Free and legal MP3: The Daily Spreadsheets (layered, hymn-like)

A ringing guitar tone, carefully paced, sets the stage for this subtly unusual rocker.

“I’ll Never Change” – The Daily Spreadsheets

A ringing guitar tone, carefully paced, sets the stage for this subtly unusual rocker. Hang with this one for a while; what “I’ll Never Change” may lack in a certain polish it makes up for in its cumulative power.

The structure is fairly simple. The song alternates between two melody patterns; the second one may be considered the chorus if only because it concludes with the title line, “I’ll never change.” After a relatively naked run-through to start us off (0:09), we get introduced, at 0:27, to the layered vocals that will characterize the rest of the song. The vocal texture deepens as we go, via both blankets of harmony and intertwining countermelodies.

The song grows hymn-like as it proceeds, starting especially at the coalescing harmonies we hear at 1:30. Has it occurred to you yet that there’s been no percussion? No worries, the drums are coming, right after that itchy guitar solo that disrupts the vibe (in a good way) at 1:49. The drumming that starts at 1:53 delivers a modified Spector beat, which is both unanticipated and wonderful (maybe because I’m a sucker for that beat, in whatever form it takes). From here the song continues on its determined path, with one addition—a chord shift at 2:13 that alters the feel of the now-familiar melody in an appealing way, and sets up the song’s closing section, which includes two satisfying endings: the vocal closure from 3:07 to 3:12, and the instrumental denouement that follows.

The Daily Spreadsheets is another one man band this month, the bailiwick of Brazilian musician Henrique Neves. You can hear a few of his other tracks over at SoundCloud, including a brand new remix of “I’ll Never Change.” Thanks to Henrique for the MP3.

(Side note: Henrique first contacted me via Fluence, which is a place where you can pay a nominal fee to have me do a review of your song. There is no guarantee at all that this leads to a feature on Fingertips; in the vast majority of the cases, it doesn’t. But it does guarantee that I will listen closely to a song and give my relatively detailed reaction. You can learn more about this and submit a song at this link: https://fluence.io/fingertipsmusic)

Free and legal MP3: S.G. Goodman (raw, authoritative Americana)

“Old Time Feeling” – S.G. Goodman

The subtly defiant “Old Time Feeling” launches with the crunch and sizzle of raw authority and doesn’t relent. The beat is seductive, the lyrics tantalizing, the melody sturdy, and singer/songwriter S.G. Goodman’s voice has a sawdust dignity at once fragile and powerful that compels you to close listening.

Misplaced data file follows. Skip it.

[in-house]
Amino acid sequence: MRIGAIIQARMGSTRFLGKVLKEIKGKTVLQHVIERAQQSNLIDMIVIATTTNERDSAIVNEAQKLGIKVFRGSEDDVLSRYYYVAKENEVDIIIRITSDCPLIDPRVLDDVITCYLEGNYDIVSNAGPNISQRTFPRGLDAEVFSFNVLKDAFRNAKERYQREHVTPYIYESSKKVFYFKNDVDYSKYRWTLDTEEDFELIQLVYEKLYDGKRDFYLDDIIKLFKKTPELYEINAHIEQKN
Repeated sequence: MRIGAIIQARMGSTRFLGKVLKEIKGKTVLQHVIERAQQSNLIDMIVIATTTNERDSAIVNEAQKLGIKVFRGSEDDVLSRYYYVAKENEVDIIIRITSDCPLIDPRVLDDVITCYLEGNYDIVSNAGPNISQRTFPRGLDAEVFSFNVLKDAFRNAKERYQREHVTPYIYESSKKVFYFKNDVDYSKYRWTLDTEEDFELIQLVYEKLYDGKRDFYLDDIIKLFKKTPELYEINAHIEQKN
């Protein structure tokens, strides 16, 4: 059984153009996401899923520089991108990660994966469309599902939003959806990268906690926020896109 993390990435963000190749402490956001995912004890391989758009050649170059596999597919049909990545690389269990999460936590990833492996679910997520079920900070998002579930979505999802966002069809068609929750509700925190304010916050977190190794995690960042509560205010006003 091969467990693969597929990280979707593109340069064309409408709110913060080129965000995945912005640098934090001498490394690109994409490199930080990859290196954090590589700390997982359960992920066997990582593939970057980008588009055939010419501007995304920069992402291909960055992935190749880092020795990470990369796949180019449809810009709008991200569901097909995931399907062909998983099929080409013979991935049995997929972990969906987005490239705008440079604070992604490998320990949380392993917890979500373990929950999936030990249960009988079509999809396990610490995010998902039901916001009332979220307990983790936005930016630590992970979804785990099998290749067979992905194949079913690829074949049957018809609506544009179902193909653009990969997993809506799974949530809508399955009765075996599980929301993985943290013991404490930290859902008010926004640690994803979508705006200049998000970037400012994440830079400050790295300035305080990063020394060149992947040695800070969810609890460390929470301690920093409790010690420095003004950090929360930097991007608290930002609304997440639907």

The song’s stomping vibe—Americana with a rough-hewn edge—underscores a rare, if wry, toughness of spirit. A native of Western Kentucky, Goodman here offers an across-the-bow challenge to the persistent, delusional self-image that has been sadly characteristic of the South. As she recently told Spin magazine, “I think for the longest time, Southern music has perpetuated some of the outdated/never-should-have-been-a-rallying-point-to-begin-with message.” Weird sentence editing aside, I love that “never-should-have-been-a-rallying-point-to-begin-with” part. And even if not overtly imbued with “Lost Cause” revisionism, there has long been that “good old boy” self-righteousness represented in Southern music that presents a rollicking, affirmative cover to a region long beset by deep-rooted troubles of all kinds—economic, political, social, you name it. Goodman’s eye-opening pivot in “Old Time Feeling” has three parts: first, the recognition of said troubles—she refers to the “sickness in the countryside,” and sings, “The southern state is a condition, it’s true”—and second, the declaration that there are people in this complex region who are working on change. Thus the repeated chorus “We’re not living in that old time feeling.” She then goes one important step further, taking to task those who complain about the traditional Southern way but leave rather than stay to help with the transformation:

Oh, and I hear people saying how they want a change
And then the most of them do something strange
They move where everybody feels the same

Goodman’s response to them?:

I’ve got a little proposition for you
Stick around and work your way through
Be the change you hope to find

“Old Time Feeling” is the lead single from Goodman’s debut album of the same name, produced by Jim James of My Morning Jacket and released in July on Verve Forecast. Goodman had previously fronted a band called The Savage Radley, which released an album entitled Kudzu in 2017.


photo credit: Meredith Truax